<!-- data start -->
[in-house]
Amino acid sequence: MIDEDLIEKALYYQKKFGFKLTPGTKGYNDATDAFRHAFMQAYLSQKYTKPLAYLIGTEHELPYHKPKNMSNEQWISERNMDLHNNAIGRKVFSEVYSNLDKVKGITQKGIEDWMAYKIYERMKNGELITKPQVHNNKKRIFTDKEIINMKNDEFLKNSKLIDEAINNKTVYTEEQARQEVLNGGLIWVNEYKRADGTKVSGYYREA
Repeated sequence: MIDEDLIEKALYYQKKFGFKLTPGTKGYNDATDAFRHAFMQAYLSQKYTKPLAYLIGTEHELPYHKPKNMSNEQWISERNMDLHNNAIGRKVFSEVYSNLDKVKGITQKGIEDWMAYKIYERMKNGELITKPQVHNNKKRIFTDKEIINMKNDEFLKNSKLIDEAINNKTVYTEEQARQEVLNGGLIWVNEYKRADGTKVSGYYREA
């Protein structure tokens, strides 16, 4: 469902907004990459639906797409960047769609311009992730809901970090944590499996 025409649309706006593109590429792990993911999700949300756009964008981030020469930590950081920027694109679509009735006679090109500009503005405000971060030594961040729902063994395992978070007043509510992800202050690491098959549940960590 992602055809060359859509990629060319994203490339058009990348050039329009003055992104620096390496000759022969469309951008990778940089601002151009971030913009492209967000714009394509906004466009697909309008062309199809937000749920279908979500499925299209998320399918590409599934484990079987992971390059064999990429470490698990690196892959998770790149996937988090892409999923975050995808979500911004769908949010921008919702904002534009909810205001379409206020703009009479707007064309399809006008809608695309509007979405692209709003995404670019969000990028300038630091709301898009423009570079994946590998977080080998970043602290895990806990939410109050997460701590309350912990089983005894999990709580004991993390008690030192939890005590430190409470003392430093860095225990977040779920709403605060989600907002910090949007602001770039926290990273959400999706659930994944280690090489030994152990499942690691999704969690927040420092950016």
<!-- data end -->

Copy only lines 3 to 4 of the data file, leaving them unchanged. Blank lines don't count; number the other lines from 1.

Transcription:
Repeated sequence: MIDEDLIEKALYYQKKFGFKLTPGTKGYNDATDAFRHAFMQAYLSQKYTKPLAYLIGTEHELPYHKPKNMSNEQWISERNMDLHNNAIGRKVFSEVYSNLDKVKGITQKGIEDWMAYKIYERMKNGELITKPQVHNNKKRIFTDKEIINMKNDEFLKNSKLIDEAINNKTVYTEEQARQEVLNGGLIWVNEYKRADGTKVSGYYREA
């Protein structure tokens, strides 16, 4: 469902907004990459639906797409960047769609311009992730809901970090944590499996 025409649309706006593109590429792990993911999700949300756009964008981030020469930590950081920027694109679509009735006679090109500009503005405000971060030594961040729902063994395992978070007043509510992800202050690491098959549940960590 992602055809060359859509990629060319994203490339058009990348050039329009003055992104620096390496000759022969469309951008990778940089601002151009971030913009492209967000714009394509906004466009697909309008062309199809937000749920279908979500499925299209998320399918590409599934484990079987992971390059064999990429470490698990690196892959998770790149996937988090892409999923975050995808979500911004769908949010921008919702904002534009909810205001379409206020703009009479707007064309399809006008809608695309509007979405692209709003995404670019969000990028300038630091709301898009423009570079994946590998977080080998970043602290895990806990939410109050997460701590309350912990089983005894999990709580004991993390008690030192939890005590430190409470003392430093860095225990977040779920709403605060989600907002910090949007602001770039926290990273959400999706659930994944280690090489030994152990499942690691999704969690927040420092950016």